To illustrate how in danger cash is, here are some facts and figures.

It seems cash has been in crisis mode since at least 2010. For it was in the summer of 2010 that debit card spending overtook the total spent in cash. Debit card spending came in at a tidy £272 billion with cash spending at £269 billion. It was a tight race, sure, but one that cash seemed destined to lose. Especially when you throw credit card spending into the mix, at that point the contest between cards and cash becomes pretty one sided. And debit card spending continues to grow. In 2012 debit cards were used to make 7.7 billion purchases, with the number of debit card holders increasing by around a million.

Of course, credit card use is on the up too. There are over 30 million credit card holders in the UK now. And the amount of credit card purchases is expected to rise to 3.5 billion by 2022 with total spend coming in at about £214 billion.

Still, credit and debit cards shouldn’t be feeling too smug. Just as it seems that they are about to be become the transaction kings (or to cast aside their current truce and engage in a vicious fight to the death) along comes the new pretender to the throne: contactless payments.

If carrying cash is too cumbersome and plastic is the practical alternative, how convenient would it be to carry nothing at all? Really convenient. OK, you’d need to have your mobile on you, but you’d have that anyway. Unless you forget it, then you might be in trouble.

The idea is that instead of carrying cards around with you every single place you go, taking up all that space and weighing you down like a dumbbell or a practically invisible feather, you just scan your phone (which is linked to your bank account) and the money disappears from your account. Like magic.

The technology has been around since 2007 and the time seems right for contactless payments to stake its claim as the undisputed king of paying for things. Especially when you consider just how smartphone crazy we all are in the UK – another excuse to use it more is always welcome. Credit and debit cards are getting in on the action in this arena though, with their own form of contactless payment where you can wave your card over a card reader, rather than using the more traditional chip and pin or swiping method. Still you’re not really fooling anyone; you still have to carry those pesky cards around. And if predictions are to be believed, the mobile payment is the only way to go. You can then say goodbye to all those dozens of coupons and points cards too – the mobile offering (namely Google wallet) will eventually encompass these too.

Only certain phones are enabled with the contactless payment option built-in, although there are all kinds of apps available to enable it on your click and talk device of choice. In fact, in a recent article in the Telegraph futurologist Peter Cochrane predicted that by 2020 cards could have disappeared completely as a payment device. Where physical cash will end up by the time 2020 comes around, well, that remains to be seen. The suspicion is that while cards might be king at the moment, cash will hang on in there in some form or other (probably just its current form), ultimately beating out card payments with its durability.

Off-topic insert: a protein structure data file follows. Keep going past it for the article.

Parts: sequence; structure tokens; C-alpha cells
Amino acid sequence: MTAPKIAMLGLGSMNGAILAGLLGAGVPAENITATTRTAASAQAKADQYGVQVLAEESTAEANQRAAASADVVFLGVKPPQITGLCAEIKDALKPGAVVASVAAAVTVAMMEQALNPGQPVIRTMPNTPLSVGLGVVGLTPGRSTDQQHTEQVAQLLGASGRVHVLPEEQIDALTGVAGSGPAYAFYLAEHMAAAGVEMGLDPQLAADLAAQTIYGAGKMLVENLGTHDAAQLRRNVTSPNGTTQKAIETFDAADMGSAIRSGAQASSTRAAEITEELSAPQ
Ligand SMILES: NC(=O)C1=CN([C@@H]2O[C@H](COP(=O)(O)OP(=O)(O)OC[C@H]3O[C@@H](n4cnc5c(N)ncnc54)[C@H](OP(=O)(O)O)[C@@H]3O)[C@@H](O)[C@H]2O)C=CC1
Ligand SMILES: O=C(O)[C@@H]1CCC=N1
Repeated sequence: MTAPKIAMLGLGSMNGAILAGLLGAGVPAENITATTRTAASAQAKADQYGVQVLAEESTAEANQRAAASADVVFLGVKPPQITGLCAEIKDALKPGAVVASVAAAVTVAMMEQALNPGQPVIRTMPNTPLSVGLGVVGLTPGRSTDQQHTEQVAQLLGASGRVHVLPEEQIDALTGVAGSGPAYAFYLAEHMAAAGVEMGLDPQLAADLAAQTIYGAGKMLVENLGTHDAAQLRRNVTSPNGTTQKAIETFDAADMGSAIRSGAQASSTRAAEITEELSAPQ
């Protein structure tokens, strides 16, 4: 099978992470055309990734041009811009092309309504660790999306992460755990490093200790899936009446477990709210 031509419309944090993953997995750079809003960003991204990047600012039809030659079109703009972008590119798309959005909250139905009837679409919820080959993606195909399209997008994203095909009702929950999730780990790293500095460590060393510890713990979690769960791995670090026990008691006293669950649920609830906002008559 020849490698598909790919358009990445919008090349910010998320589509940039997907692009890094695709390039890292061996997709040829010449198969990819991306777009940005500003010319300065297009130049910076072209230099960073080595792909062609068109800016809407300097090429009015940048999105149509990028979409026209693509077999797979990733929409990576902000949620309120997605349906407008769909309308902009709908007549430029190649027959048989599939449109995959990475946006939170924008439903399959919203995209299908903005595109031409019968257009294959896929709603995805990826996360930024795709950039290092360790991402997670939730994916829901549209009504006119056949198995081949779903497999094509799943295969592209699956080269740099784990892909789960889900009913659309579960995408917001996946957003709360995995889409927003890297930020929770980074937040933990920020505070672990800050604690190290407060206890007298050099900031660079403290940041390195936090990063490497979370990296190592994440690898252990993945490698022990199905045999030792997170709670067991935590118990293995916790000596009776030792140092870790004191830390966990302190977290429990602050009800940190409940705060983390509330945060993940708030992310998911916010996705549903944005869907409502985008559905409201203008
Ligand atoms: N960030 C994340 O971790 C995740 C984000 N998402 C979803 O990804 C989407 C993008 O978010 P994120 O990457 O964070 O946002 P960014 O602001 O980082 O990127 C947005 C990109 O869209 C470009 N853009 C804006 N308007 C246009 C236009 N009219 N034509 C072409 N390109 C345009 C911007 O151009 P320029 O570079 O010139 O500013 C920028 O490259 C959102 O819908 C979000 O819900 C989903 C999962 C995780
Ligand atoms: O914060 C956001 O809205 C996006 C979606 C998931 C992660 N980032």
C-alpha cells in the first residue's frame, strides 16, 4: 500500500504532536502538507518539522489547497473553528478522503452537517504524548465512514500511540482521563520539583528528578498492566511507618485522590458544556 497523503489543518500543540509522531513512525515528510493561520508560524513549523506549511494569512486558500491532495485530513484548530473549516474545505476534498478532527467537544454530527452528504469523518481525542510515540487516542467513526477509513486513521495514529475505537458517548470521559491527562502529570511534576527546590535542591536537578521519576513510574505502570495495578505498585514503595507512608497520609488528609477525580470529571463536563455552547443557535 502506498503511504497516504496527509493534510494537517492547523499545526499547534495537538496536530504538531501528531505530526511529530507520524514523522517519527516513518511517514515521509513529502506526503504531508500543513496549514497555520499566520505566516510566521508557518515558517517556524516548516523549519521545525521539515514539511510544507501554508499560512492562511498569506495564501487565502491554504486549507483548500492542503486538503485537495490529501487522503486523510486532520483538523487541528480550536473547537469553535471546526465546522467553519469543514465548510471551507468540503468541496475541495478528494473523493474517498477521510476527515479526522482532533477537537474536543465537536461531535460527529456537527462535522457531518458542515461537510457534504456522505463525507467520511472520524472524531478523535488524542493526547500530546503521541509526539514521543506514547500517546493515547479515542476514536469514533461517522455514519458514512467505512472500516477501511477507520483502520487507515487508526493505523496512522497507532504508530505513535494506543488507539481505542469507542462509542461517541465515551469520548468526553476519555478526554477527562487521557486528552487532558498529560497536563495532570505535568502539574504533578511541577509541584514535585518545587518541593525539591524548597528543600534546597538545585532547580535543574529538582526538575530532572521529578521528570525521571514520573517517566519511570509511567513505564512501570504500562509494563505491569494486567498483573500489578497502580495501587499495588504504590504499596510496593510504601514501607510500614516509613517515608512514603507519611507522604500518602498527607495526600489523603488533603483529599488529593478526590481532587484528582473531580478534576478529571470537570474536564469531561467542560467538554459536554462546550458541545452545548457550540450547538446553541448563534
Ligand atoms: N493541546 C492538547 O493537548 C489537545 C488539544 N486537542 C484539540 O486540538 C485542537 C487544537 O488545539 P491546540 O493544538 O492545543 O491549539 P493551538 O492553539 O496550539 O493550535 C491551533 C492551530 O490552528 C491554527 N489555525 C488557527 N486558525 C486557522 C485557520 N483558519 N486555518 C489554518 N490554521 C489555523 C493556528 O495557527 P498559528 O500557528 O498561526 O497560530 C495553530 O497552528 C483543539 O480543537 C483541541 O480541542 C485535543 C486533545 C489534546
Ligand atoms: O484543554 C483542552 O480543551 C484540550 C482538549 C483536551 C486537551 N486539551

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Lloyds Fined £35m for Dickensian Sales Incentives

Lloyds bank has been fined £35m for a sales incentive scheme that saw staff threatened with demotion if they didn’t hit targets. One adviser felt so pressured that he sold products to himself, his wife and a colleague just to keep his job.

The Financial Conduct Authority (FCA) Regulator issued the fine after saying Lloyds ‘created a culture of mis-selling by rewarding staff for selling thousands of products to customers regardless of their need or suitability’.

Sales incentives at Lloyds were deemed to be inappropriate and detrimental to customers

The fine is the ninth biggest ever issued by the City regulator and came as a result of an investigation into incentive schemes at Lloyds between 2010 and 2012. The bank recently pumped a further tranche of cash into their PPI compensation pot, which stands at around £8bn and is the biggest refund bill of any UK lender.

The investigation focused on Lloyds’ sale of investment products and found advisers were offered champagne and £1000 cash for hitting sales targets. The FCA investigation uncovered the following figures between 1 January 2010 and 31 March 2012:

– 399,000 Lloyds TSB customers bought 630,000 products, spending over £1.2bn and paying £71m in protection premiums

– 239,000 Halifax customers bought 380,000 products, spending £888m and paying £38m in protection premiums

– 54,000 Bank of Scotland customers bought 84,000 products, spending £170m and paying £9m in protection premiums

Some of the individual bonuses received by staff are eye-watering, including one Halifax manager that received £39,000 for three months sales, almost doubling his annual salary. Another controversial product, packaged bank accounts, were rumoured to be being investigated by the FCA, but they refused to comment. Lloyds stopped selling packaged accounts at the beginning of 2013.

Good news for tax-payers though as the Government-owned bank was able shave 20% off the £35m fine buy settling earlier with the regulator.